"Mtoto ameanguka"

Translation:A baby has fallen down

February 22, 2017

This discussion is locked.


Since I don't know where else to report it, I'll mention here that this appeared for me in the 'Present 3' unit, even though this sentence does not use the present tense, and the tense that it does use is not introduced until later in the tree.


The -me- form is actually present tense. It's called present perfect, and according to native speakers I interact with, this tense is used when something has happened just now (quoting the explanation they have given me). The focus is actually on the present time. The action is at present finished, but it is not necessarily true that it was finished at a previous moment in time (although that might have been the case, the focus is still on the present). This might seem strange to a westerner, since we tend to conflate the perfective aspect with the past tense. One way of thinking about the -me- form that I find helpful, is to see it, not as describing an action, but a state. It describes a present state resulting from a past action.

But yes, I get the frustration. Duolingo isn't always very good at explaining things before they are presented.


The lesson name on the tree is present 3, but the last time i "leveled up" it called this unit "present perfect"


What is 'me' ? In the other sentences the past tense marker was 'li' . Why is it not a-LI- anguka ?


Let's answer myself...

me = Present Perfect marker li = Past Tense marker ta = Future marker na = Present Tense marker


  • Mtoto ameanguka - the child has fallen

  • Mtoto alianguka - the child fell

  • Mtoto ataanguka - the child will fall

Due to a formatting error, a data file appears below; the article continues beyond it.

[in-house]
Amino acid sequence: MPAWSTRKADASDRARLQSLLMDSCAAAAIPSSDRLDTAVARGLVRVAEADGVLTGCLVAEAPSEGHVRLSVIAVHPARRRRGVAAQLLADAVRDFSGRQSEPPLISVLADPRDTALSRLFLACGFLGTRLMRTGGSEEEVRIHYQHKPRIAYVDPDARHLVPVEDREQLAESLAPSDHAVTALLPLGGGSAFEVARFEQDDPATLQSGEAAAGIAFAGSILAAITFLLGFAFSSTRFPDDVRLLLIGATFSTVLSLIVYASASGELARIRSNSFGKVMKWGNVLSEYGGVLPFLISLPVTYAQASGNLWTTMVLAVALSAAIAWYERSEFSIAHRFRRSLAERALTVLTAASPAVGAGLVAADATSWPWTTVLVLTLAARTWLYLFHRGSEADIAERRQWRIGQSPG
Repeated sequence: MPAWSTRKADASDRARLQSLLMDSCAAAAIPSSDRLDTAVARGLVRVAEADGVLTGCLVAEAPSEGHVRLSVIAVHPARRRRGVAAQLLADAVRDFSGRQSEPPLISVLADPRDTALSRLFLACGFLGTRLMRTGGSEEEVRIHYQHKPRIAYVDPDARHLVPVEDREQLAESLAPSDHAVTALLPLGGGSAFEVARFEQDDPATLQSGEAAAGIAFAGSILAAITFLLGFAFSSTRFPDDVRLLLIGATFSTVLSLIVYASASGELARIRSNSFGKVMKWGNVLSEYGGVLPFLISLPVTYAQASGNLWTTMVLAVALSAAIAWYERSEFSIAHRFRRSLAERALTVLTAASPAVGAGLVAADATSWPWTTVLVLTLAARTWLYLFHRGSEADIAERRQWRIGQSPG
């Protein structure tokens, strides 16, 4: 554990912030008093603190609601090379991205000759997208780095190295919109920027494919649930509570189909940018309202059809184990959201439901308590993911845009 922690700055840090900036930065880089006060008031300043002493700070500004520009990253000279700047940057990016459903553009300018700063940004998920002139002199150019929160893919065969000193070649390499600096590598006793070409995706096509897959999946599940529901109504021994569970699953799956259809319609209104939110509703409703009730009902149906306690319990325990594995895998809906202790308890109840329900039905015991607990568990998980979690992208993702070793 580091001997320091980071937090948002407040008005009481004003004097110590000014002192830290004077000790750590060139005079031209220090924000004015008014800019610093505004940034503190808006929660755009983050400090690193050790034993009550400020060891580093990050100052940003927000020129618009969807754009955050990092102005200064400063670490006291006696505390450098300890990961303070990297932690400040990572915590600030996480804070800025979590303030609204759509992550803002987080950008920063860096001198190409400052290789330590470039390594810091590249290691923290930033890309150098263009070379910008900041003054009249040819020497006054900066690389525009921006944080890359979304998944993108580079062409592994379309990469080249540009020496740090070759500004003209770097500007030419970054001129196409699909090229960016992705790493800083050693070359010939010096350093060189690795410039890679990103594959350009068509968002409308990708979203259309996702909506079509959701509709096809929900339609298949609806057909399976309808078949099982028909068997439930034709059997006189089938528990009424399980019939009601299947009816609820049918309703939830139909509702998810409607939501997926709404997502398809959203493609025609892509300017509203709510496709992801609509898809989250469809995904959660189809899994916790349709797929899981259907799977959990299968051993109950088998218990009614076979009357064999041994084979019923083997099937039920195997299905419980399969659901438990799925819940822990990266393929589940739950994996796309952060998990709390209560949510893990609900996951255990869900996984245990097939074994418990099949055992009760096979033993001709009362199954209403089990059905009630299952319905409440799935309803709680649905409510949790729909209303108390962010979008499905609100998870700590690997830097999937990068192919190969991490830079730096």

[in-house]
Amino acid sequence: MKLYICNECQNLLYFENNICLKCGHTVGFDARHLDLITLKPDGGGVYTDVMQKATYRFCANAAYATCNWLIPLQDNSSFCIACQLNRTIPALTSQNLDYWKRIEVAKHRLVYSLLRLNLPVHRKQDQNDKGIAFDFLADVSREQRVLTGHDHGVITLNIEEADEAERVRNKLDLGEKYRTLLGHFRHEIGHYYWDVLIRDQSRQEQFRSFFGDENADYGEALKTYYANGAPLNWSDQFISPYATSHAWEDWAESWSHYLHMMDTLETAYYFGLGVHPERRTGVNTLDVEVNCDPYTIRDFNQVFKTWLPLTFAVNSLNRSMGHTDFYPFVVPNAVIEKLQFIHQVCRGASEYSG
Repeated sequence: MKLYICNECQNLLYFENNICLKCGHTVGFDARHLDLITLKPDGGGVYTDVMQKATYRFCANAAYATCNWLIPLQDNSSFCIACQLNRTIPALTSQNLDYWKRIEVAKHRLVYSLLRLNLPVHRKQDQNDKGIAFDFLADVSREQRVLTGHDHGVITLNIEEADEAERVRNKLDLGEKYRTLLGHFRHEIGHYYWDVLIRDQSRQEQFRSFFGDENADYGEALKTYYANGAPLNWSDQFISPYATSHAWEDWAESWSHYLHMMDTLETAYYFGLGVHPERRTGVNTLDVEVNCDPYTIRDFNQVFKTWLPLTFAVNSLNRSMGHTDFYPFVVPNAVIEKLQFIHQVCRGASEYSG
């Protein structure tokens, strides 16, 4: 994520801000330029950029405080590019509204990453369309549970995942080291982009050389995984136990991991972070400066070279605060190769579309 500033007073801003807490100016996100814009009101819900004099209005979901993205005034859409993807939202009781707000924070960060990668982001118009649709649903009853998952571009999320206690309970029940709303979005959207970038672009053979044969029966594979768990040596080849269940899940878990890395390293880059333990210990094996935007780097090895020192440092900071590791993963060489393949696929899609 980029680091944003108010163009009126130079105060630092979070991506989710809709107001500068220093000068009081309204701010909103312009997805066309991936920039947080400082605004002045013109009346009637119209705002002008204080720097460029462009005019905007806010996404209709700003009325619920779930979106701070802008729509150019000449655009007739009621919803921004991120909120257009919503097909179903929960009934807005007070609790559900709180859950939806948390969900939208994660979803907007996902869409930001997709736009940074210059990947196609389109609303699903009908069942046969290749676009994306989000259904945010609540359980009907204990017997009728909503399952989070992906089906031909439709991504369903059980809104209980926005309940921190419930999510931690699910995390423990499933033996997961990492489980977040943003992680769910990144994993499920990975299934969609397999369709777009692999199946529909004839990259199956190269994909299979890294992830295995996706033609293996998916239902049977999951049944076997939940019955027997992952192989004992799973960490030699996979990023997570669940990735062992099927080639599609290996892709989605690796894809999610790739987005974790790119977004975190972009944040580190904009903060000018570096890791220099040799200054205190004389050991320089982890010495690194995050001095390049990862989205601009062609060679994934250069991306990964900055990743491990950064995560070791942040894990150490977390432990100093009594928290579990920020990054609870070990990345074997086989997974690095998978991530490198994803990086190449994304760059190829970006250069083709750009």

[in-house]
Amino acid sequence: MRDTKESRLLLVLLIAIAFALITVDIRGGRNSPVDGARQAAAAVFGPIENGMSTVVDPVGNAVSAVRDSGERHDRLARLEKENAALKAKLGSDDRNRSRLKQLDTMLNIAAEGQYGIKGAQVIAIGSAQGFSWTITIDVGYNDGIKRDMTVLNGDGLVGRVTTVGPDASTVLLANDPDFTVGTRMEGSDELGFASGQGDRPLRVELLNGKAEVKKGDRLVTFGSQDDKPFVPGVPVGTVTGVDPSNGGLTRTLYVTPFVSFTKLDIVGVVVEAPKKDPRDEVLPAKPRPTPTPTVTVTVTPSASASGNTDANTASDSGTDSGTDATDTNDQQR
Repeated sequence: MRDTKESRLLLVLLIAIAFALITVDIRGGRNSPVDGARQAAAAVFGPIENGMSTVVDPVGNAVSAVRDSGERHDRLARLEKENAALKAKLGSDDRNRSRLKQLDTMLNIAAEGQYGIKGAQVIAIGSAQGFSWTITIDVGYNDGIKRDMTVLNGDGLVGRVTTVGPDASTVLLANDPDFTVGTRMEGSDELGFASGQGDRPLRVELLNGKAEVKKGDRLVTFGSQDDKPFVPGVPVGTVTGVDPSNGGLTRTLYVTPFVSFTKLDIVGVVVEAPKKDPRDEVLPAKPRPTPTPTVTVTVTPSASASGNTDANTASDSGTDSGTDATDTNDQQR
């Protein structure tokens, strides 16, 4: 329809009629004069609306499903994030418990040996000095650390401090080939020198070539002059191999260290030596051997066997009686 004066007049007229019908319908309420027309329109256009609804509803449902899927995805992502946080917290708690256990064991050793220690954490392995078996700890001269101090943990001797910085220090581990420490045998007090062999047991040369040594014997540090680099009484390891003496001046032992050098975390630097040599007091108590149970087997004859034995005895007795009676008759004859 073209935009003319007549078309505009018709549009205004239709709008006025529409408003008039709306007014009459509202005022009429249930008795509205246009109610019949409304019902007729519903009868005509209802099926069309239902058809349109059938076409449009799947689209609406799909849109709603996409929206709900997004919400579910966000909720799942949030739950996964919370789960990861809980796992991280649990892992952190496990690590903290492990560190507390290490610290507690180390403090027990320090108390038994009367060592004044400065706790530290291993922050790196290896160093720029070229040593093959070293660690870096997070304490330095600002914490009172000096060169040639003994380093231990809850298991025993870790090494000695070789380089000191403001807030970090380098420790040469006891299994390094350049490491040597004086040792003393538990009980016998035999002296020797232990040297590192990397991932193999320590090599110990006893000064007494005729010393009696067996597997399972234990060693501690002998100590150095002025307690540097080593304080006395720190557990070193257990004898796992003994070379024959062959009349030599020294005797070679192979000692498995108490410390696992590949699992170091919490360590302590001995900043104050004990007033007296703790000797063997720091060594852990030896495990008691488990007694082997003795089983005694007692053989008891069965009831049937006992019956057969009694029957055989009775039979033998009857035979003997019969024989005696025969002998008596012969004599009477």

• Mtoto anaanguka- the child is falling/ falls


To take it a step further:


Present Tense - mtoto haanguki - the child is not falling down

Future - mtoto hataanguka - the child will not fall down

Past Tense - mtoto hakuanguka - the child did not fall down

Perfect - mtoto hajaanguka - the child has not fallen down



Present: watoto wanaanguka -the children are falling down

Future: watoto wataanguka - the children will fall down

Past: watoto walianguka - the children fell down

Perfect: watoto wameanguka- the children have fallen down


Present: watoto hawaanguki - the children don't fall down

Future: watoto hawataanguka - the children won't fall down

Past: watoto hawakuanguka - the children did not fall down

Perfect: watoto hawajaanguka - the children have not fallen down

Disclaimer: I am not a native speaker. This might contain mistakes


If you consider all the different ways you could modify a verb regularly in Swahili you have hundreds of different forms in regular use. The ones you have mentioned are only the most common forms.


actually, it's more like thousands if you include all the forms with object concords and every combination of object and relative concords. probably over 10,000 for one verb, and maybe closer to 50,000 if you include its verbal derivations.


Oh, thanks! I was just thinking I'm becoming crazy. I was lost about these makers.


Interesting that the perfect 'me' has been used in this example although it has not yet been covered in the course


And we are in a lesson about the present tense. It's a bit early to introduce another aspect (present perfect). There's a separate lesson for that, isn't there? If so, this question has simply turned up in the wrong lesson.


Shouldn't (the child has fallen) also be acceptable. Technically they didnt mention chini (down).


It's accepted now, two months later (June 2018)


A baby would be Kitoto. Mtoto is a child


Yes, kitoto is the diminutive of mtoto, and would mean a small baby, but mtoto means both baby and child. As i've understood the diminutives, when applied to people, it refers more to size than age. Kitoto would mean then a baby that's small in size.


And thus, Undertale begins...


and again: this chapter is called Present 3. What has "has fallen down" to do with present? Past tense has not been introduced yet. Why is everything mixed and messed up in this chapter? Future tense, past tense, habitual and I don`t know how you call all those grammar that is being mixed up in here although it has not been introduced yet and is being taught far later?

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